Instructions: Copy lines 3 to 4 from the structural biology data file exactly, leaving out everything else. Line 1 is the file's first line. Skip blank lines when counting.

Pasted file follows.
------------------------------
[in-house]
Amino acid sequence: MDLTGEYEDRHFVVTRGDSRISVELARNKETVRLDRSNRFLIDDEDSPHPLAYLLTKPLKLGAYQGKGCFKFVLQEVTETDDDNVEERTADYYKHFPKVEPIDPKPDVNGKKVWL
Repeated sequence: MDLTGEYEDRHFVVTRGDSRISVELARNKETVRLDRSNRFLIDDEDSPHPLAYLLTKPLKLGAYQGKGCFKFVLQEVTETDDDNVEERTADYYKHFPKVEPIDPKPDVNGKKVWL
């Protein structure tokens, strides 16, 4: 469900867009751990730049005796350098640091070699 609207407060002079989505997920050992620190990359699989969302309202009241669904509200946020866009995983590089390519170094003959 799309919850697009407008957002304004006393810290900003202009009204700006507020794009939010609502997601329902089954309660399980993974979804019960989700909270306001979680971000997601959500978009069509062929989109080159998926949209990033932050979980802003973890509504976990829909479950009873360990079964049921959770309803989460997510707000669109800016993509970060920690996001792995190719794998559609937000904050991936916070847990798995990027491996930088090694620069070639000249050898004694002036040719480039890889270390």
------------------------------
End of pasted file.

Repeated sequence: MDLTGEYEDRHFVVTRGDSRISVELARNKETVRLDRSNRFLIDDEDSPHPLAYLLTKPLKLGAYQGKGCFKFVLQEVTETDDDNVEERTADYYKHFPKVEPIDPKPDVNGKKVWL
């Protein structure tokens, strides 16, 4: 469900867009751990730049005796350098640091070699 609207407060002079989505997920050992620190990359699989969302309202009241669904509200946020866009995983590089390519170094003959 799309919850697009407008957002304004006393810290900003202009009204700006507020794009939010609502997601329902089954309660399980993974979804019960989700909270306001979680971000997601959500978009069509062929989109080159998926949209990033932050979980802003973890509504976990829909479950009873360990079964049921959770309803989460997510707000669109800016993509970060920690996001792995190719794998559609937000904050991936916070847990798995990027491996930088090694620069070639000249050898004694002036040719480039890889270390």